Aurora Cannabis (NYSE:ACB) didn't have to provide revenue guidance in August for its fiscal 2019 fourth quarter. It didn't have to project that revenue would come in between 100 million and 107 million in Canadian dollars. The company didn't have to set expectations in its Q3 conference call that it would deliver positive adjusted earnings before interest, taxes, depreciation, and amortization (EBITDA) in the fourth quarter.

But Aurora indeed did make all of those predictions. And it failed to deliver on all counts.

The company's executives discussed why it fell short of its guidance on its fourth-quarter conference call Thursday morning. They also took an opportunity to throw shade on rival Canopy Growth (NYSE:CGC).

An arrow on the outer edge of a target.

Image source: Getty Images.

Behind the miss

How did Aurora manage to miss on revenue guidance it provided little more than a month ago? Chief Corporate Officer Cam Battley said that the culprit was its ancillary noncannabis revenue, where Aurora has "less visibility" into the performance of the businesses. He noted that Aurora's core cannabis revenue of CA$95 million came in at the top of its guidance range.

Chief Financial Officer Glen Ibbott added that Aurora manages its ancillary businesses "at arm's length." He stated that the revenue from these businesses ended up being lower than initially expected.

Battley admitted that the revenue miss "shouldn't have happened." Ibbott also acknowledged that Aurora needed to improve its forecasting ability for its ancillary businesses. In the meantime, he said that the company wouldn't include anticipated results for these businesses in its future guidance.

As for the failure to achieve positive adjusted EBITDA in Q4 as predicted, Battley said that a big reason behind the miss stemmed from the sluggish opening of retail stores in Canada. Ibbott said that Aurora's adjusted EBITDA performance remains largely at the mercy of the pace at which the retail infrastructure in key provinces is built out.

These miscues overshadowed what Battley noted was "the largest ever recorded" cannabis revenue not only for Aurora but for any company in the Canadian cannabis industry. And while Aurora didn't become adjusted EBITDA positive in Q4, the company made significant progress toward that goal. Ibbott stated that the company will achieve positive EBITDA "in the short term, not the long term."

The one that shall not be named

No one on Aurora's call mentioned Canopy Growth by name, but there were multiple veiled references to Aurora's leading competitor.

Ibbott noted that some of Aurora's peers have recognized some returns for cannabis oil products. He said that Aurora hasn't experienced this issue. This statement clearly alluded to Canopy Growth's CA$8 million negative adjustment to revenue in its fiscal 2020 Q1 results.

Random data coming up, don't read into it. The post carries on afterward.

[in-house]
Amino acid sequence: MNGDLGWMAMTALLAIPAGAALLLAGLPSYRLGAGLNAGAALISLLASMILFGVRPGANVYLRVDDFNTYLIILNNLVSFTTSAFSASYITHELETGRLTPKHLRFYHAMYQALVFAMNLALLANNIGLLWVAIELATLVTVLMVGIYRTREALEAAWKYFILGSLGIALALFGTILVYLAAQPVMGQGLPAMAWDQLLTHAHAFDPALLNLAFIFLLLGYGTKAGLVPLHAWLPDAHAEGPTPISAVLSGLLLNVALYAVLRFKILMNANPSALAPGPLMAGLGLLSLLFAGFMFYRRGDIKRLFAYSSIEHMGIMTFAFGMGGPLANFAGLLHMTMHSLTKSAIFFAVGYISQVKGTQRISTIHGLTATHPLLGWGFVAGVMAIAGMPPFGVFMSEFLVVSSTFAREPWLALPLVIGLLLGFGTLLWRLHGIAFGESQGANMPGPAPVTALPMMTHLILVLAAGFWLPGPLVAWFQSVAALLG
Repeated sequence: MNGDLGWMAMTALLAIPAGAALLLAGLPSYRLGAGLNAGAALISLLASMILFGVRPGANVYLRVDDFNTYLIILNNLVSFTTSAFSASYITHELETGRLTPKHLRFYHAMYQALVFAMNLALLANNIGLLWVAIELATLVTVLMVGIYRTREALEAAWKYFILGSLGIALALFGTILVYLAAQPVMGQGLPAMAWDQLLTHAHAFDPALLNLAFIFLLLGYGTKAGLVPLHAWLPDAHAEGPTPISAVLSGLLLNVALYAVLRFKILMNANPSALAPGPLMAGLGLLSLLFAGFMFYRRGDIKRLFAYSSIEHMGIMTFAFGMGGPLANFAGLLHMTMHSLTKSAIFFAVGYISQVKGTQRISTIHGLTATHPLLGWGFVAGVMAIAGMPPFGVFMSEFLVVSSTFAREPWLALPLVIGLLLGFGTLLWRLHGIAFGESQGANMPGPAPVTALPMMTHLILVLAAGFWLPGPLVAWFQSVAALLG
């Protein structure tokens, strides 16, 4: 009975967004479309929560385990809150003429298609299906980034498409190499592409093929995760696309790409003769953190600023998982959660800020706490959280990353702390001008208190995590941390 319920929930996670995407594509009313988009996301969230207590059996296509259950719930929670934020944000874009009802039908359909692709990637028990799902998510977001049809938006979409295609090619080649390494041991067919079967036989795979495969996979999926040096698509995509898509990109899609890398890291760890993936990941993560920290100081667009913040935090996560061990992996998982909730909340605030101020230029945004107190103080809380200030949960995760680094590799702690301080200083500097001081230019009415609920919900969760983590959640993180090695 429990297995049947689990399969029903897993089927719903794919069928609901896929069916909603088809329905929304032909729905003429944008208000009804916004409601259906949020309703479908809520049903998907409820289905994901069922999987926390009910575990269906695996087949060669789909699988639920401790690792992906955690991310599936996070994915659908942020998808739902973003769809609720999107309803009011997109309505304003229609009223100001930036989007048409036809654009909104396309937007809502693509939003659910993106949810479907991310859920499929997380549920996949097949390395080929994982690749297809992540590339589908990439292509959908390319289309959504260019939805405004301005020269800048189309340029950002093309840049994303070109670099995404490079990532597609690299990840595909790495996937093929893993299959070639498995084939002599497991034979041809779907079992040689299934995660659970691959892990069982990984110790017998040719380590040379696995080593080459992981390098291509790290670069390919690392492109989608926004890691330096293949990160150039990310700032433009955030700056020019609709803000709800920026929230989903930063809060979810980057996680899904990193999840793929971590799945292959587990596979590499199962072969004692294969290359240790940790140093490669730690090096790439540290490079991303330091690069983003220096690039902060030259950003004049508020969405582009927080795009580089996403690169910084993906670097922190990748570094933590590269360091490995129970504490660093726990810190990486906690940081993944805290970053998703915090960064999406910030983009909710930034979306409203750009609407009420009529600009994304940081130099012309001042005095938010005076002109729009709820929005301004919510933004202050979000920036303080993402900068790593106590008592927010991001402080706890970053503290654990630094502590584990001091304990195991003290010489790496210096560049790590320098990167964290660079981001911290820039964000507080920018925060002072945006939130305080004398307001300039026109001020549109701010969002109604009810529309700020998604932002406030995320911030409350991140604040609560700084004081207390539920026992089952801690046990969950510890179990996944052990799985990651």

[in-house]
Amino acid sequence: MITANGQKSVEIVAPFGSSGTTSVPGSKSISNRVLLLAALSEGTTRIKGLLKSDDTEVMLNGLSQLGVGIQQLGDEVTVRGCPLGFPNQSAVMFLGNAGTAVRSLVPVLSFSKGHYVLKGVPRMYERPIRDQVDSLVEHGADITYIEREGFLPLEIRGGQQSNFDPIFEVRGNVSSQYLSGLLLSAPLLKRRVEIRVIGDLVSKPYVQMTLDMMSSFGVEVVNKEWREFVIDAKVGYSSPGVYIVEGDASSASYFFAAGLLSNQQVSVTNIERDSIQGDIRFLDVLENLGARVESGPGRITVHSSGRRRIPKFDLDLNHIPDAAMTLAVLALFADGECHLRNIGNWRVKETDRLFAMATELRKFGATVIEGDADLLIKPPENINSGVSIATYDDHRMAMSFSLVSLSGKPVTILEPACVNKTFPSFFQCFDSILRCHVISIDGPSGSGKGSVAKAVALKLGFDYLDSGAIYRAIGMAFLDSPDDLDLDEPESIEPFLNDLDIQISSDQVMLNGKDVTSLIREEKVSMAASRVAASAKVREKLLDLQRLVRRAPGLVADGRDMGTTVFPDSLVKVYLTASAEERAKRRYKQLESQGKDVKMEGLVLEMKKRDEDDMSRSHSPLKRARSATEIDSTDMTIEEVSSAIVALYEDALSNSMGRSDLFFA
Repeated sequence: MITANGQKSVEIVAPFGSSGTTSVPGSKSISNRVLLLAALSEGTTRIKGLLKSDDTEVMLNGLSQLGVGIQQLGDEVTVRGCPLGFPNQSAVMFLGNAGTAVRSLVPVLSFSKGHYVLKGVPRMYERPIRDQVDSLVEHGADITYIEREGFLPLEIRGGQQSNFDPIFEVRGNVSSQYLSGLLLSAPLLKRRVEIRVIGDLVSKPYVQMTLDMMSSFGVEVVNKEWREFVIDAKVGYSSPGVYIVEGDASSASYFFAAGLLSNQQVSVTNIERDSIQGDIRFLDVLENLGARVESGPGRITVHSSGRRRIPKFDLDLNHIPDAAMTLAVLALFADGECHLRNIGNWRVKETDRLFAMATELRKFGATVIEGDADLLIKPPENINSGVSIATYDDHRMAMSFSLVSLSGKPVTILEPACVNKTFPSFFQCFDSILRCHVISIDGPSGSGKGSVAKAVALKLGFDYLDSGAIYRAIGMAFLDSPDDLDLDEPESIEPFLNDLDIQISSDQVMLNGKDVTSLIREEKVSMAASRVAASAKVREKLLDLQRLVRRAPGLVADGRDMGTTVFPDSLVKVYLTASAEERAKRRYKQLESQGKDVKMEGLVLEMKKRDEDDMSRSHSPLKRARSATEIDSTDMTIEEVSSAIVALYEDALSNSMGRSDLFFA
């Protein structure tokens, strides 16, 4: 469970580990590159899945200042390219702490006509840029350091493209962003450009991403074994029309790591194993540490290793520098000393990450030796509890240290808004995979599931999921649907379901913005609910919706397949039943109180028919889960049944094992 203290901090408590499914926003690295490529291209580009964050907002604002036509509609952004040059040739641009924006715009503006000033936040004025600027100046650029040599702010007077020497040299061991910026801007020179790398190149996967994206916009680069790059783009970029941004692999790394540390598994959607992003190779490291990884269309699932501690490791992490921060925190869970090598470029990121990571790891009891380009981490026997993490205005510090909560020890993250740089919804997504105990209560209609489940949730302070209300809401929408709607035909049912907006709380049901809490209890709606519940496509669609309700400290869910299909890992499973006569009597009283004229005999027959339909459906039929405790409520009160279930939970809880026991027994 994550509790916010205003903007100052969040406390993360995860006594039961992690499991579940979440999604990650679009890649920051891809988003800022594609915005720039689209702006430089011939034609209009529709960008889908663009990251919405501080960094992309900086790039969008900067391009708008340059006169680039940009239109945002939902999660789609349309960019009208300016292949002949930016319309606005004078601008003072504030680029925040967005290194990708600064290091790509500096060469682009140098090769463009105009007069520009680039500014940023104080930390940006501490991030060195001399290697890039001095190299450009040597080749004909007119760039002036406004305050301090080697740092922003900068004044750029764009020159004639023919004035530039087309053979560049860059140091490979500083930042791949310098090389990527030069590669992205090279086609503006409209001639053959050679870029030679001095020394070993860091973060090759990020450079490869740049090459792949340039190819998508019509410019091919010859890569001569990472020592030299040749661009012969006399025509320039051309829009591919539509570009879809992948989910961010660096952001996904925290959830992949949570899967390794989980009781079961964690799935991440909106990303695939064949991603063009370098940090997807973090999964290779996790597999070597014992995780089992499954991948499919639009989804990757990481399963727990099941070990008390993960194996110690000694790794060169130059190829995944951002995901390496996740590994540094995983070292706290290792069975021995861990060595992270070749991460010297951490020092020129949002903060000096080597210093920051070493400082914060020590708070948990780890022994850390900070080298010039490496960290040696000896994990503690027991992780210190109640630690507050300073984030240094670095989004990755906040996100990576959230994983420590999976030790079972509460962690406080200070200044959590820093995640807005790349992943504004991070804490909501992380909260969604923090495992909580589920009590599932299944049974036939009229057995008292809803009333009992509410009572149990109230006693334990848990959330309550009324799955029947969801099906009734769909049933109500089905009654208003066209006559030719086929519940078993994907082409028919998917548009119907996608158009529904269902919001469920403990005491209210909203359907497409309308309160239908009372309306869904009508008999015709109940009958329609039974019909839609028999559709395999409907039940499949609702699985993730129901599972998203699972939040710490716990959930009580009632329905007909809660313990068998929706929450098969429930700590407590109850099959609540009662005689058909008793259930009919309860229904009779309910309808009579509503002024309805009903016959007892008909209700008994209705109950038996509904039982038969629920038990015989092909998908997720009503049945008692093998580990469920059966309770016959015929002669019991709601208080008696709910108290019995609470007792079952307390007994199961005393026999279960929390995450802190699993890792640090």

Battley echoed Ibbott's comments about returns a little later in Aurora's conference call. He went further by stating that "consumers are voting with their dollars as to which products they want." Battley's view is that Aurora is benefiting from "discrimination by consumers toward higher quality products." The implication is that Aurora is winning while Canopy is losing because of Aurora's superior quality.

In addition to taking a few jabs at Canopy Growth, Battley also got a dig in on CannTrust (NYSE:CTST), a Canadian cannabis producer that continues to reel from the fallout of cultivating cannabis in unlicensed grow rooms. In his closing comments during Aurora's Q4 call, he said that it's "significant what didn't happen at Aurora" during the latest quarter, including "no crises, no scandals," and "no management changes."

Both Canopy Growth and CannTrust have fired their former CEOs in recent months. Canopy's woes haven't been scandals, but Battley would probably like to paint a picture of Aurora's biggest rival as being in the midst of a crisis of sorts.

What's next for Aurora

Ibbott hinted that Aurora's growth rate could slow in its fiscal 2020 first quarter. He said the company is "anticipating a bit of a plateau" between now and the launch of the Cannabis 2.0 market for cannabis derivatives later this year. However, Aurora is expecting that market to be a significant growth opportunity headed into calendar year 2020.

Aurora didn't reveal any specifics, but the company seems likely to expand into the U.S. hemp CBD market in the near future. CEO Terry Booth said that Aurora is "laser-focused" on the hemp CBD opportunities. Executive Chairman Michael Singer added that the company sees the U.S. market as a big opportunity and that investors should "stay tuned."

Singer's advice is a good idea for investors interested in any marijuana stock. There are quite a few changing dynamics at play in Canada, the U.S., and international medical cannabis markets. Aurora's Q4 miss probably won't be remembered much if these markets grow like they could. But you can bet there will be plenty more verbal and competitive skirmishes between Aurora and Canopy Growth on the way.